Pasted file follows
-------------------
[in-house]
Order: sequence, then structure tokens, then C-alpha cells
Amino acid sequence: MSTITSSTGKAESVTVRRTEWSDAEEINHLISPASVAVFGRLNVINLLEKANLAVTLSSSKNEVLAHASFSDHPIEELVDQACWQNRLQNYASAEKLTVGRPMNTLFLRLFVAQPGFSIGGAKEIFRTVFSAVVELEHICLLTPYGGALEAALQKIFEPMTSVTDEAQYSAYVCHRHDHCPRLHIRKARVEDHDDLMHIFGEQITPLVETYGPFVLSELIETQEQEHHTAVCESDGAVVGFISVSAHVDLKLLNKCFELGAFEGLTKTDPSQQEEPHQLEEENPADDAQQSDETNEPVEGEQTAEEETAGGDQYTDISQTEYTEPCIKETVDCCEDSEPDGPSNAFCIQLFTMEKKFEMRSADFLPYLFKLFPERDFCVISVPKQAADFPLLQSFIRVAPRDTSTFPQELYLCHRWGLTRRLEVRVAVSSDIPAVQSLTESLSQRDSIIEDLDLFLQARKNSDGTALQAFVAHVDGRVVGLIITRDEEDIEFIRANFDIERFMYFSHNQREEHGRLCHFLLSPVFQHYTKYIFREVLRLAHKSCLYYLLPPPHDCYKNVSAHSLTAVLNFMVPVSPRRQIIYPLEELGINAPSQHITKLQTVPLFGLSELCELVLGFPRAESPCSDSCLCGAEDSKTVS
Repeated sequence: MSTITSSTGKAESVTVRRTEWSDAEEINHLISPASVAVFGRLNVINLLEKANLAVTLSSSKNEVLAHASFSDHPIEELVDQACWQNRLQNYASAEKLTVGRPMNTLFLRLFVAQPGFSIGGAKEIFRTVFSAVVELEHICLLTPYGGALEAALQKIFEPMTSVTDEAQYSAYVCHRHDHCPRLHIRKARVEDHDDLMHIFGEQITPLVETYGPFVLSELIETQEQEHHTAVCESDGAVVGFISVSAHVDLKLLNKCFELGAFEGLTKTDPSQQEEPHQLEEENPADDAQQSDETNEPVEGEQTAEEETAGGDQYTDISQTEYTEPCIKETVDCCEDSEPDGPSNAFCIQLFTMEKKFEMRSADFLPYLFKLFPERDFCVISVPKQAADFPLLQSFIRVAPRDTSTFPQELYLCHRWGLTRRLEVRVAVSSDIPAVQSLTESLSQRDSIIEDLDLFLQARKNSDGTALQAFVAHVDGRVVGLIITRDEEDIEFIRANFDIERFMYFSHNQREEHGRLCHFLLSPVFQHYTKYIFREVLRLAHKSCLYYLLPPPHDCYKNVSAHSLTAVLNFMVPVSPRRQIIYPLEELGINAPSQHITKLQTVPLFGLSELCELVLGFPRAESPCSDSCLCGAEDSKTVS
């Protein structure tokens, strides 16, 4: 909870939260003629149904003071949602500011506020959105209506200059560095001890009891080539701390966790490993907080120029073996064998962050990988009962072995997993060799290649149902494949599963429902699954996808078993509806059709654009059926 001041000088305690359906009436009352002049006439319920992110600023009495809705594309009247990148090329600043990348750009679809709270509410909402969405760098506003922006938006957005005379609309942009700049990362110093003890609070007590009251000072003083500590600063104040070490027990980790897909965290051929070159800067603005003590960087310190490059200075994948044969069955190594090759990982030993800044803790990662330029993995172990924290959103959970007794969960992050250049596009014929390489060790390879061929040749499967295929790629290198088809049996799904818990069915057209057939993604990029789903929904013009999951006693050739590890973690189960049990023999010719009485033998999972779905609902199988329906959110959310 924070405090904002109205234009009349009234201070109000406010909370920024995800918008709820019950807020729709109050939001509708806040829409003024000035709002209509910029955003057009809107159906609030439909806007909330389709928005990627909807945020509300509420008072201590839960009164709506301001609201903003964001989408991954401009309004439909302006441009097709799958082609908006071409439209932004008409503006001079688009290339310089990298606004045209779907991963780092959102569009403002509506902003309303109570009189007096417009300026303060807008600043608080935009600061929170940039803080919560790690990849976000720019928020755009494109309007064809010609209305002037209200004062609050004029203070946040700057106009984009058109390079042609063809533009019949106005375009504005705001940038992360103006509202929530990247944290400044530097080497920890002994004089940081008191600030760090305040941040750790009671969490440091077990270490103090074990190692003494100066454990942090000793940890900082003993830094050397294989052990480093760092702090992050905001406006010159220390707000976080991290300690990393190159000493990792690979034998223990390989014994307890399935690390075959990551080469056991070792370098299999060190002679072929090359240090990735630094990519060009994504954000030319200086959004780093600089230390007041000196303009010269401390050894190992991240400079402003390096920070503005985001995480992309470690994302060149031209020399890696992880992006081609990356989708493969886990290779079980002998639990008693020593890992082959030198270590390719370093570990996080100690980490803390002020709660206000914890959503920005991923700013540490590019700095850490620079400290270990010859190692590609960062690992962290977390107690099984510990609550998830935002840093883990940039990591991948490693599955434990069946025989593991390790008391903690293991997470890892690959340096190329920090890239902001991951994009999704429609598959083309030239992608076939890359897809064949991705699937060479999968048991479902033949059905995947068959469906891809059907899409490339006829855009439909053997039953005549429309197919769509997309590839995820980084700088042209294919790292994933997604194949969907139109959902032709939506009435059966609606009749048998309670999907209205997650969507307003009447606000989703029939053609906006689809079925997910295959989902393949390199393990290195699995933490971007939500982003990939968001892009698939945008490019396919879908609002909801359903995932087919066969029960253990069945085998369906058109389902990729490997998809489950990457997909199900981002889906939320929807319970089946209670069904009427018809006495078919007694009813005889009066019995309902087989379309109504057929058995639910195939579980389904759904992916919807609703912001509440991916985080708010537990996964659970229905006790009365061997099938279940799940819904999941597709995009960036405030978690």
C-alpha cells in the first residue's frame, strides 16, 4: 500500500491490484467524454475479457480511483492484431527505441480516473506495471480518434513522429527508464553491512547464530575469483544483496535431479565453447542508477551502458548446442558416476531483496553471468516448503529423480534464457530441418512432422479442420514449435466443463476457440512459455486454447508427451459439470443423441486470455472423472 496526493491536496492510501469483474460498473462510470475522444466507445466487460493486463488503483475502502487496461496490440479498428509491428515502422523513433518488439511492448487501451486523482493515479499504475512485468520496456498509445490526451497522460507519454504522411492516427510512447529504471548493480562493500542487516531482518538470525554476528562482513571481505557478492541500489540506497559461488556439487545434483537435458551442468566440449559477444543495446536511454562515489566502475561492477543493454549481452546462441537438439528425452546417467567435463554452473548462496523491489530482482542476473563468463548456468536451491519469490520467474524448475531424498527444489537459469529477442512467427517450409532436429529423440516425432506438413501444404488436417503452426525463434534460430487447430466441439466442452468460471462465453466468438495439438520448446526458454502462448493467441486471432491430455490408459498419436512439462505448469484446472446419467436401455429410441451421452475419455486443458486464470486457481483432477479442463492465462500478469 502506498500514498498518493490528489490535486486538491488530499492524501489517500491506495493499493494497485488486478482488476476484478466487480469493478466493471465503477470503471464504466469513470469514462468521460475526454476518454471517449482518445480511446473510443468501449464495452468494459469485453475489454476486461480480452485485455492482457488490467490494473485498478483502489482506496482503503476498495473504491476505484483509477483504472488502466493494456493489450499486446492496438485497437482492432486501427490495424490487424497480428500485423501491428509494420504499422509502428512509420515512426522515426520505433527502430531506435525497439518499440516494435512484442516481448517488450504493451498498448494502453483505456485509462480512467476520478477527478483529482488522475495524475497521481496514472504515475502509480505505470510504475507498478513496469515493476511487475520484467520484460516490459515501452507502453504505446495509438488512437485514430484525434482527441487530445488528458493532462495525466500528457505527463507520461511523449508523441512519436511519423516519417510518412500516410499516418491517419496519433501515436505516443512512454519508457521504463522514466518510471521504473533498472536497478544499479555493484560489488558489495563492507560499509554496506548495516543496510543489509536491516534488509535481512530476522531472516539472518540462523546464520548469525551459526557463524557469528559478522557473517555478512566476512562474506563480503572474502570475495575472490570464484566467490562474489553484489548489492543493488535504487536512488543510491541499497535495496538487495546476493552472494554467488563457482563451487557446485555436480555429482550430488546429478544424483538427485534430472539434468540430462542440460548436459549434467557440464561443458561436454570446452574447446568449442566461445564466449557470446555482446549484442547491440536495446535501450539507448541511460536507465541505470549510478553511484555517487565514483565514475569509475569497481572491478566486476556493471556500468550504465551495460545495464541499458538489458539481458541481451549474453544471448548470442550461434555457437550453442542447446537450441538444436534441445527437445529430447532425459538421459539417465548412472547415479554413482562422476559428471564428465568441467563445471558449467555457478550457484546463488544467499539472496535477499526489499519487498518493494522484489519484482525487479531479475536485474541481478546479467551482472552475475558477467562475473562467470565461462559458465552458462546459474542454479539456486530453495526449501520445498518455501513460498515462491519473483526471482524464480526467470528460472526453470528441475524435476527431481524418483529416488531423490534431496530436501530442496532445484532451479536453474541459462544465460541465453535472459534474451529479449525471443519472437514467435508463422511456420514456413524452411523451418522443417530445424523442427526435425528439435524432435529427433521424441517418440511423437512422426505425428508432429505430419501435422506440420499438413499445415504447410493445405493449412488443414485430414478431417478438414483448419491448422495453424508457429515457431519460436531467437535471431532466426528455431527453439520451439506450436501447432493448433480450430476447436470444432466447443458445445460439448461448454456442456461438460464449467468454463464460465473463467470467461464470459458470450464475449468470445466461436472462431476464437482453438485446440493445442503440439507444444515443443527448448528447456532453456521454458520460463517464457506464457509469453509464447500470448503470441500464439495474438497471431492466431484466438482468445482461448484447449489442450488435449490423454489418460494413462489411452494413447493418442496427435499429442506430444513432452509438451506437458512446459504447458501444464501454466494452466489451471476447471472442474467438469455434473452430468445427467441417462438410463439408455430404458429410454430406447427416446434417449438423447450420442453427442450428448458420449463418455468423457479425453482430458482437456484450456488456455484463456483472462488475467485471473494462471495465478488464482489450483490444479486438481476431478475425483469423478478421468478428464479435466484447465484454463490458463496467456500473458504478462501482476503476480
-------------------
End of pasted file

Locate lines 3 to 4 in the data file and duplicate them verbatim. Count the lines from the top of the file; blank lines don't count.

Amino acid sequence: MSTITSSTGKAESVTVRRTEWSDAEEINHLISPASVAVFGRLNVINLLEKANLAVTLSSSKNEVLAHASFSDHPIEELVDQACWQNRLQNYASAEKLTVGRPMNTLFLRLFVAQPGFSIGGAKEIFRTVFSAVVELEHICLLTPYGGALEAALQKIFEPMTSVTDEAQYSAYVCHRHDHCPRLHIRKARVEDHDDLMHIFGEQITPLVETYGPFVLSELIETQEQEHHTAVCESDGAVVGFISVSAHVDLKLLNKCFELGAFEGLTKTDPSQQEEPHQLEEENPADDAQQSDETNEPVEGEQTAEEETAGGDQYTDISQTEYTEPCIKETVDCCEDSEPDGPSNAFCIQLFTMEKKFEMRSADFLPYLFKLFPERDFCVISVPKQAADFPLLQSFIRVAPRDTSTFPQELYLCHRWGLTRRLEVRVAVSSDIPAVQSLTESLSQRDSIIEDLDLFLQARKNSDGTALQAFVAHVDGRVVGLIITRDEEDIEFIRANFDIERFMYFSHNQREEHGRLCHFLLSPVFQHYTKYIFREVLRLAHKSCLYYLLPPPHDCYKNVSAHSLTAVLNFMVPVSPRRQIIYPLEELGINAPSQHITKLQTVPLFGLSELCELVLGFPRAESPCSDSCLCGAEDSKTVS
Repeated sequence: MSTITSSTGKAESVTVRRTEWSDAEEINHLISPASVAVFGRLNVINLLEKANLAVTLSSSKNEVLAHASFSDHPIEELVDQACWQNRLQNYASAEKLTVGRPMNTLFLRLFVAQPGFSIGGAKEIFRTVFSAVVELEHICLLTPYGGALEAALQKIFEPMTSVTDEAQYSAYVCHRHDHCPRLHIRKARVEDHDDLMHIFGEQITPLVETYGPFVLSELIETQEQEHHTAVCESDGAVVGFISVSAHVDLKLLNKCFELGAFEGLTKTDPSQQEEPHQLEEENPADDAQQSDETNEPVEGEQTAEEETAGGDQYTDISQTEYTEPCIKETVDCCEDSEPDGPSNAFCIQLFTMEKKFEMRSADFLPYLFKLFPERDFCVISVPKQAADFPLLQSFIRVAPRDTSTFPQELYLCHRWGLTRRLEVRVAVSSDIPAVQSLTESLSQRDSIIEDLDLFLQARKNSDGTALQAFVAHVDGRVVGLIITRDEEDIEFIRANFDIERFMYFSHNQREEHGRLCHFLLSPVFQHYTKYIFREVLRLAHKSCLYYLLPPPHDCYKNVSAHSLTAVLNFMVPVSPRRQIIYPLEELGINAPSQHITKLQTVPLFGLSELCELVLGFPRAESPCSDSCLCGAEDSKTVS